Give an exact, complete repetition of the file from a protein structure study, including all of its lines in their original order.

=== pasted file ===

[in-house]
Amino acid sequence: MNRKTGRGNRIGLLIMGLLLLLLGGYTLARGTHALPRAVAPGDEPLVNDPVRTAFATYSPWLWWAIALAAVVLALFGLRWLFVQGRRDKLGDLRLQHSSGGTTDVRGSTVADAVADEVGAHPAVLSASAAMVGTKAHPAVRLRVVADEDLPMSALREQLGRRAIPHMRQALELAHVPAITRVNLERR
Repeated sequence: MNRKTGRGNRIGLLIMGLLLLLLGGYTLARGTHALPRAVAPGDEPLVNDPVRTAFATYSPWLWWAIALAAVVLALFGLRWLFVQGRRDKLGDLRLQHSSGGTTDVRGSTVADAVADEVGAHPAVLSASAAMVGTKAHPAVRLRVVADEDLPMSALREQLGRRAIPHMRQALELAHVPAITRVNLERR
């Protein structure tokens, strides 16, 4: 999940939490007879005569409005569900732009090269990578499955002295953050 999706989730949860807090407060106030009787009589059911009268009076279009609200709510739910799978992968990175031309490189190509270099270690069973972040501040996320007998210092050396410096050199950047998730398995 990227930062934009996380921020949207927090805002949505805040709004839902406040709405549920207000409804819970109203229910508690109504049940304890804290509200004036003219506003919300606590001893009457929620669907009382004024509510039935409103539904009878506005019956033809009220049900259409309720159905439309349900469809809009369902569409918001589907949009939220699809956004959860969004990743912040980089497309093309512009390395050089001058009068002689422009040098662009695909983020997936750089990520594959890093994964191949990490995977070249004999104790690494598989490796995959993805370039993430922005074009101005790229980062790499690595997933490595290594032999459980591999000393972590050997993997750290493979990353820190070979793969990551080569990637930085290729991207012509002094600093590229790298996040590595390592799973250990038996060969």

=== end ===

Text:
[in-house]
Amino acid sequence: MNRKTGRGNRIGLLIMGLLLLLLGGYTLARGTHALPRAVAPGDEPLVNDPVRTAFATYSPWLWWAIALAAVVLALFGLRWLFVQGRRDKLGDLRLQHSSGGTTDVRGSTVADAVADEVGAHPAVLSASAAMVGTKAHPAVRLRVVADEDLPMSALREQLGRRAIPHMRQALELAHVPAITRVNLERR
Repeated sequence: MNRKTGRGNRIGLLIMGLLLLLLGGYTLARGTHALPRAVAPGDEPLVNDPVRTAFATYSPWLWWAIALAAVVLALFGLRWLFVQGRRDKLGDLRLQHSSGGTTDVRGSTVADAVADEVGAHPAVLSASAAMVGTKAHPAVRLRVVADEDLPMSALREQLGRRAIPHMRQALELAHVPAITRVNLERR
């Protein structure tokens, strides 16, 4: 999940939490007879005569409005569900732009090269990578499955002295953050 999706989730949860807090407060106030009787009589059911009268009076279009609200709510739910799978992968990175031309490189190509270099270690069973972040501040996320007998210092050396410096050199950047998730398995 990227930062934009996380921020949207927090805002949505805040709004839902406040709405549920207000409804819970109203229910508690109504049940304890804290509200004036003219506003919300606590001893009457929620669907009382004024509510039935409103539904009878506005019956033809009220049900259409309720159905439309349900469809809009369902569409918001589907949009939220699809956004959860969004990743912040980089497309093309512009390395050089001058009068002689422009040098662009695909983020997936750089990520594959890093994964191949990490995977070249004999104790690494598989490796995959993805370039993430922005074009101005790229980062790499690595997933490595290594032999459980591999000393972590050997993997750290493979990353820190070979793969990551080569990637930085290729991207012509002094600093590229790298996040590595390592799973250990038996060969």